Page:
I felt like I was abruptly there, in an Elizabethan court, in the heated romance of a nocturnal Madrid, or yet in the stark glare of a glass-worked post-war Geist, our own modern moment, shared and unshared alike. Bream was not merely a master of all genres, he was a native to their unabashed birthright. He understood that art enacted had the ability to travel in time and space, but also, and at once more intimately and more infinitely, to transpose one’s own experience with that of the radical otherness of this or that fellow human; a being somewhat like ourselves but with a most necessary message to impart to us.

            Like a Daemon with a human interest, the artist provides the scandal by which history can dismantle morality.  Like a God with a self-interest, the artist recasts morality so that it too, along with ourselves, cannot rest inchoate and bloated amongst the shards of principals and the bad faith of a self-righteousness of neglected responsibility. The presence of artists like Julian Bream is both a reminder of the character of human interest – we seek to overcome our finiteness through the legacy of Works – and that of the world’s ongoing character – one that provides the broader perspective that human finitude alone cannot. Bream represenced the world as an aspect of the being of humanity. In his art one could find the most human of arts, the arts of living and dying alike.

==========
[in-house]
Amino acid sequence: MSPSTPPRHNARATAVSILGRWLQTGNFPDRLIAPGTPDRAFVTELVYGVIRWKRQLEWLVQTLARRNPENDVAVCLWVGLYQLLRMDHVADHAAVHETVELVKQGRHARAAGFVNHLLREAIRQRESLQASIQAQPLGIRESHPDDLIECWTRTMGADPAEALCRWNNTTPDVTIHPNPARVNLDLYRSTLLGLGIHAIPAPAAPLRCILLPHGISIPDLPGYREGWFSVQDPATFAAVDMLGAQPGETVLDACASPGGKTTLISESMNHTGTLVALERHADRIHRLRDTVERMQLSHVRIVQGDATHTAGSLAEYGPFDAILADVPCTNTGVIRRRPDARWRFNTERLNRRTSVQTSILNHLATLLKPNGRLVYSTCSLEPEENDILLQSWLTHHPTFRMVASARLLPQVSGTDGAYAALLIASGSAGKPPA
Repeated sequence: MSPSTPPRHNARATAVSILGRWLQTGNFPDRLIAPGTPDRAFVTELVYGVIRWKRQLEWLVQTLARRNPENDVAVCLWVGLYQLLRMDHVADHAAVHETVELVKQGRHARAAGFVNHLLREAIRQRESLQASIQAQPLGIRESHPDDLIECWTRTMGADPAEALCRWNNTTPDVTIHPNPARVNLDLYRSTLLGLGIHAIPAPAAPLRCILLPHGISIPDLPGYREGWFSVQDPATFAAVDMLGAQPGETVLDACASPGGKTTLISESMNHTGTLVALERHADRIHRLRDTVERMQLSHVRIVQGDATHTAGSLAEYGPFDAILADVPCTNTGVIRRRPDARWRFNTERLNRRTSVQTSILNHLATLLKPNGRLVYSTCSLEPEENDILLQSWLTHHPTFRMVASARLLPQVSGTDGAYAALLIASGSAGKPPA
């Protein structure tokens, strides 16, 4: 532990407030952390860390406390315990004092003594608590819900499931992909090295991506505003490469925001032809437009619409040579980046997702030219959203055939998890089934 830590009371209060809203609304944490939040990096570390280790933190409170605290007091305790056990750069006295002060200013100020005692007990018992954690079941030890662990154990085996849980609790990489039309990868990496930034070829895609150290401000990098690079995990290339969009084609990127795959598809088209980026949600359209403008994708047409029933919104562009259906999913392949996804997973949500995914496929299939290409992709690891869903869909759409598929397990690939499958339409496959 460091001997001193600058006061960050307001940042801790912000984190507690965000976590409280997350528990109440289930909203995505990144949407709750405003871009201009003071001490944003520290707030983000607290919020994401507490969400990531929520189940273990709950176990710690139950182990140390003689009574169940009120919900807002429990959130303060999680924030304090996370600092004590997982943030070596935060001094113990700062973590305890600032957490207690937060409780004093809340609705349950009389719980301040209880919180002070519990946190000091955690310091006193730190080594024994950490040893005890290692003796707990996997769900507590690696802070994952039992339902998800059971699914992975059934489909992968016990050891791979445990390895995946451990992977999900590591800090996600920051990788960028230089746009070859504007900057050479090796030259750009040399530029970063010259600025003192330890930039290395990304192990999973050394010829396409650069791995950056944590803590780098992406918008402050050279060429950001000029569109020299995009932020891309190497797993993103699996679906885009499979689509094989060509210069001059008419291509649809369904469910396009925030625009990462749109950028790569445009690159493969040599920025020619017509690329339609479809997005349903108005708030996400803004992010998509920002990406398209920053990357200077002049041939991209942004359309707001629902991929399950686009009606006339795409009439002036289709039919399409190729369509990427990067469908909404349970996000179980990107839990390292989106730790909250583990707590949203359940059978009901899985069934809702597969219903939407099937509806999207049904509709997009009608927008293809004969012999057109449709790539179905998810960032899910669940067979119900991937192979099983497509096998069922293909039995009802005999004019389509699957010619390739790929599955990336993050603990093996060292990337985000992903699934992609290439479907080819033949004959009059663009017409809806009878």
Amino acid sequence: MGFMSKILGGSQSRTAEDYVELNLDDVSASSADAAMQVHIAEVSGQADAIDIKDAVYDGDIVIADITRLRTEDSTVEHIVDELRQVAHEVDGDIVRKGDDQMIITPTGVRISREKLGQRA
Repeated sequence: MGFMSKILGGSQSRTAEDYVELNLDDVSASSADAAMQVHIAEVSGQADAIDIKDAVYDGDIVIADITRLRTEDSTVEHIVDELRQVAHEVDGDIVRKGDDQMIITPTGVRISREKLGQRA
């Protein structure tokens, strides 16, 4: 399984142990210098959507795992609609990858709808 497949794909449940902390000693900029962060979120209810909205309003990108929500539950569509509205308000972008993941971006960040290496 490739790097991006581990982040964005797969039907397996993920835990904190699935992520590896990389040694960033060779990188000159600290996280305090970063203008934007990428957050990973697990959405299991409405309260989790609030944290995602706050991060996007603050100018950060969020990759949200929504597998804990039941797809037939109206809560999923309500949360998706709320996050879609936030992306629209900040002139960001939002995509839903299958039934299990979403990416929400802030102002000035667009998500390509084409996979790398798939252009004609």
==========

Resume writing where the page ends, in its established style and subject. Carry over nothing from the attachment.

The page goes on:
G.V. Loewen is the author of forty books in ethics, aesthetics, education, health and social theory, and more recently metaphysical adventure fiction. He was professor in the interdisciplinary human sciences for twenty years.

Fifty Films

Fifty Films: a Covid-19 project

My wife, having more or less grown up without film, suggested that we watch a fair sample of films ‘everyone’ has seen but she had not. Only fifty, you say? Well, there are other things to do after all. I’m neither a film historian nor a film buff, so for what it’s worth…

Canonical:

All the President’s Men (1976): Not unlike a Ken Burns epic where there is much early detail and then it leaves you hanging at the end, Redford and Hoffman break the story of the decade and then exit stage left. Still a good lesson in power corrupts given our Trumpist times.